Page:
We combined mathematical functions Elliptical Fourier Transformation (EFT) and machine learning (ML) approaches on image data to generate shape profiles and shaped-based clusters, which have previously not been reported for root-related trait studies. The EFT approach is advantageous to explore root shape diversity allowing for systematic root outline analysis while maintaining the integrity of the shape. In our efforts, we generated mean shape profiles of the iRoot categories and the profiles qualitatively capture the expected difference among the categories. The shape-based clusters removed the human annotation steps and helped to segregate strong performing and weak performing genotypes into different shape-based clusters. SBC “A” contained genotypes with high mean trait values that were grouped into high performing PBCs. Additionally, the SBC “A” was also the highest ranking for 4 of 5 iRoot categories. Genotypes grouped within SBC “G” and “H” performed poorly for trait values, PBC, and iRoot categories. These results suggest that high performing genotypes can be identified solely from their root shape and present an attractive application for phenomics in breeding and research. However, this approach requires further validation for comparison with state-of-the-art shape profile generation and applicability to field performance through plant breeding efforts.
We propose that RSA trait research for practical breeding outcomes will benefit from further studies in high throughput phenotyping systems that can do the following: (a) connect artificial and field environment studies, (b) make correlations between easily assessed and difficultly assessed traits to determine optimal balance of traits to focus on, (c) understand the physiology behind drivers for yield using large plant populations in specific and diverse environments, and (d) integrate genomics and phenomics pipeline for breeding decision-making. Root trait research requires infusion of analytics, such as leveraging advanced sensors coupled with computer vision and ML-based feature extraction methods [72–77]. Finally, robotics-assisted phenotyping is transforming above ground trait studies , and there is a need for robotics-based phenotyping solution for end-to-end phenotyping platforms and root excavation without information loss. Unlike above ground traits, root systems still do not have well-described growth stages and are often described by corresponding length or depth which lacks the inclusion of development stages [79, 80]. An understanding of root growth stages and developmental process stages and processes is integral to adapting root development into mathematical growth models, which will help breeders develop more efficient crops. These abovementioned solutions will help integrate multitrait objective functions  for above and below ground trait selections for furthering genetic gains. There is a need to deploy RSA traits in prescriptive cultivar development  and continue to explore and identify trait predictors for phenomics-assisted breeding .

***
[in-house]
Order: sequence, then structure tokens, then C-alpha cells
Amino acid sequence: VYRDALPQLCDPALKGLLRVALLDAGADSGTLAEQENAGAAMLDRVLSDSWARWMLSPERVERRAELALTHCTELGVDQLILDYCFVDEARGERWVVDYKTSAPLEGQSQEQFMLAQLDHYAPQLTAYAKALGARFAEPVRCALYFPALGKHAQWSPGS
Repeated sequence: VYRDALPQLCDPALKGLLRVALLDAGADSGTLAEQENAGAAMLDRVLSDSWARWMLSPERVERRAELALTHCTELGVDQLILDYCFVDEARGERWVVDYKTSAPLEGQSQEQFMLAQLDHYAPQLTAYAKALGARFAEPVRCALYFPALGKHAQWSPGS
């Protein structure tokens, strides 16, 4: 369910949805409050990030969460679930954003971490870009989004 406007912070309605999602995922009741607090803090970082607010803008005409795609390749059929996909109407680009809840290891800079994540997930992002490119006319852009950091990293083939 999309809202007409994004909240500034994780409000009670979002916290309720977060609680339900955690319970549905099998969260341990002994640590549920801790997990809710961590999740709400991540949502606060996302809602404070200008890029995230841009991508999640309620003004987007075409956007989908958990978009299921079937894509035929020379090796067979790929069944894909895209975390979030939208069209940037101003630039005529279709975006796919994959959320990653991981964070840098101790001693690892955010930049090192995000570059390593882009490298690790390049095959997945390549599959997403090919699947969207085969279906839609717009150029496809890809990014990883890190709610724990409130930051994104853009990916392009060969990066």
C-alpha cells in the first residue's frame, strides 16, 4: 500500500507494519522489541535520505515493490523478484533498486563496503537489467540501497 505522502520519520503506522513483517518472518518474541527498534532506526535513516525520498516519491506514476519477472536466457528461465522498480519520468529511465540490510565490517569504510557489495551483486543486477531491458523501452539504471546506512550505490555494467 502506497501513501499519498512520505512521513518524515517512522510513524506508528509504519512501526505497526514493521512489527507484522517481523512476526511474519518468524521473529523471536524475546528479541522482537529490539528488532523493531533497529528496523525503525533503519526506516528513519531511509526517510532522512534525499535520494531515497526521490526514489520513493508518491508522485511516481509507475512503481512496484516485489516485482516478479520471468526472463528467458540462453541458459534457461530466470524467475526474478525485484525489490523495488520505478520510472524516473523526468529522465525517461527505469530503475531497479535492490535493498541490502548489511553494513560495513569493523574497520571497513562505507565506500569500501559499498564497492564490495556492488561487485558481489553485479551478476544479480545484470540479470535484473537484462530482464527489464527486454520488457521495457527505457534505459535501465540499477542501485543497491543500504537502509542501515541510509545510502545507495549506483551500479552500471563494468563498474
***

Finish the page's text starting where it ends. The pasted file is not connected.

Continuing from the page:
In this study, we explored informative root categories (iRoot), built on a previous literature in different crops, leveraging data to identify specific trait measurements and statistical analyses to quantify iconic root shapes. Results demonstrate that superior root trait values and root shape correlate to specific genomic clusters. In addition, US-derived genotypes have long primary roots but fail to show further root trait values indicating room for improvement of the RSA of US germplasm. However, other groupings of genotypically related accessions did show high root trait values. Our study demonstrates the relevance of ML and computer vision-based software for the study of RSA traits. These tools can be useful for discovering and characterizing new traits and advancing time series-based studies on the growth and development of root systems. While we now can correlate root values and shape to genomic clusters, there is a need to connect controlled environment studies to field-based studies to improve methods of data collection. There is a large inventory of genetic variation among the world’s soybean germplasm collection which provides the base for future crop improvement for RSA traits. After centuries of indirect selection for RSA, there is a pressing need to harness and implement quality soybean RSA diversity in cultivar development programs. Building upon the correlations of root phenotype and shape to genomic regions with improved phenotyping and ML techniques, we have captured the diversity of RSA available within the soybean germplasm core collection and can now leverage our results to develop improved soybeans using traditional and phenomics integrated plant breeding approaches.